A love letter to Objective-C
The nature of software is to always be evolving. COBOL jokes aside, it’s rare to find programming frameworks that reach a level of maturity and support that allow them to just exist without being supplanted by a newer language or a better abstraction. Which naturally is great. Who wants to find themselves writing software with the expectations of today while performing the tasks of manual memory management or manipulating strings that are just raw pointers in a block of memory terminating with a null (\0) character? But sometimes in this constantly evolving space, you find a framework that resonates, and you hold on to it tightly. I wanted to share how this happened for me, first with Ruby (no surprise) but then oddly with Objective-C.
Regex Isn't Hard
Regex gets a bad reputation for being very complex. That’s fair, but I also think that if you focus on a certain core subset of regex, it’s not that hard. Most of the complexity comes from various “shortcuts” that are hard to remember. If you ignore those, the language itself is fairly small and portable across programming languages.
It’s worth knowing regex because you can get A LOT done in very little code. If I try to replicate what my regex does using normal procedural code, it’s often very verbose, buggy and significantly slower. It often takes hours or days to do better than a couple minutes of writing regex.
An interesting mistake with Go's context package that I (sort of) made
I didn’t answer this correctly because I focused my attention on the wrong thing.
How can CharUpper and CharLower guarantee that the uppercase version of a string is the same length as the lowercase version?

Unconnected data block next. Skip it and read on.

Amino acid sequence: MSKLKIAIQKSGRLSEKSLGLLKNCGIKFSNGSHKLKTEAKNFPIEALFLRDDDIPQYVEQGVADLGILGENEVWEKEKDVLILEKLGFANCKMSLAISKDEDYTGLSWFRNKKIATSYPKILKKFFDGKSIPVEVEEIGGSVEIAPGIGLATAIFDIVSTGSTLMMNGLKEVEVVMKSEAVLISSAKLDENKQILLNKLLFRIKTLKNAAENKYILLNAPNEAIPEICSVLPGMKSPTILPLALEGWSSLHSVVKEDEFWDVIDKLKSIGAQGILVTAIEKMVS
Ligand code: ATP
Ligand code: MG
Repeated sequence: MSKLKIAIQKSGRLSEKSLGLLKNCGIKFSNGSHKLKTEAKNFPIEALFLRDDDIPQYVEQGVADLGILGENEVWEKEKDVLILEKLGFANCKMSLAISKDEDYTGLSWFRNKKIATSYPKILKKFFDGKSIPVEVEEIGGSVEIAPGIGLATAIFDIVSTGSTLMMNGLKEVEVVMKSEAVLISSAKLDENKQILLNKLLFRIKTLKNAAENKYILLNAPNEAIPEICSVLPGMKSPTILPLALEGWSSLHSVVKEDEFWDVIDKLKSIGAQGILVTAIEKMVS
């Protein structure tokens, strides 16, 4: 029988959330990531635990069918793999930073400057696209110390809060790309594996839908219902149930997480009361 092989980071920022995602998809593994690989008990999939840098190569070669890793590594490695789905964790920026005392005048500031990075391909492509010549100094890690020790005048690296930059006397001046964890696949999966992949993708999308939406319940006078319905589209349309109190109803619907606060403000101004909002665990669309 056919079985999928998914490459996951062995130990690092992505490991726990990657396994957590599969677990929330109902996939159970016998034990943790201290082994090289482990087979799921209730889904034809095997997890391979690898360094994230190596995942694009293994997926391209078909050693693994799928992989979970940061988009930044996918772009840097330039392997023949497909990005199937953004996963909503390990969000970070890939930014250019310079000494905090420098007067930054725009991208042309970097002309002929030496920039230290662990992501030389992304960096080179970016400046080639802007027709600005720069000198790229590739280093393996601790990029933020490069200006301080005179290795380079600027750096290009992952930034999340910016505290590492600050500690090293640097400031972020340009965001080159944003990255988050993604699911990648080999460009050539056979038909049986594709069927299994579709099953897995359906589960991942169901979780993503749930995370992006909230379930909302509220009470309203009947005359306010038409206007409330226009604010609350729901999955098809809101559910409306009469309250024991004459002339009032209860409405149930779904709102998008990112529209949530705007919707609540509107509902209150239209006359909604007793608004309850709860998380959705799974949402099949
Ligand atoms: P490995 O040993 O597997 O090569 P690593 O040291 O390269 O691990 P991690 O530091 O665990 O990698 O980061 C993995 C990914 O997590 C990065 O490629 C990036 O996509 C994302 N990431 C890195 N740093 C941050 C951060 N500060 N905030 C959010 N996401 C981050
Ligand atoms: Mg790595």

Let's build a Full-Text Search engine
Today we are going to build our own FTS engine. By the end of this post, we’ll be able to search across millions of documents in less than a millisecond. We’ll start with simple search queries like “give me all documents that contain the word cat” and we’ll extend the engine to support more sophisticated boolean queries.
Using Go build directives to optionally use new APIs in the standard library
I mentioned recently that new APIs in the Go standard library were relatively easy to optionally support, because such new APIs only appear in new Go releases and you can conditionally build files based on the Go release that’s building your program. But that’s a pretty abstract description, so let’s make it concrete.
Why strace doesn't work in Docker
But I wasn’t interested in fixing it, I wanted to know why it happens. So why does strace not work, and why does --cap-add=SYS_PTRACE fix it?
Making Illegal States Unrepresentable
It’s a concept I find very helpful. But if you look for examples online almost everything either “let’s prevent dividing-by-zero” or “let’s enumerate the cases in a data type”. We can more creative than that! Some examples of “illegal states unrepresentable” that I found useful but have not seen anyone else talk about online:
Rust Ownership Rules
In this post, I took the opportunity to re-summarise what I consider to be the essence of this ownership rules in Rust.
Addressing of AF_INET, AF_INET6 and AF_UNIX sockets
A freshly created socket isn’t very useful. We have to tell it to either listen for incoming data, or connect to a remote peer. To achieve anything useful we need to perform a syscall dance, which involves either bind() or connect() or both.
And some notes about the DNS resolver rabbit hole.
kill tail(1) when sh exits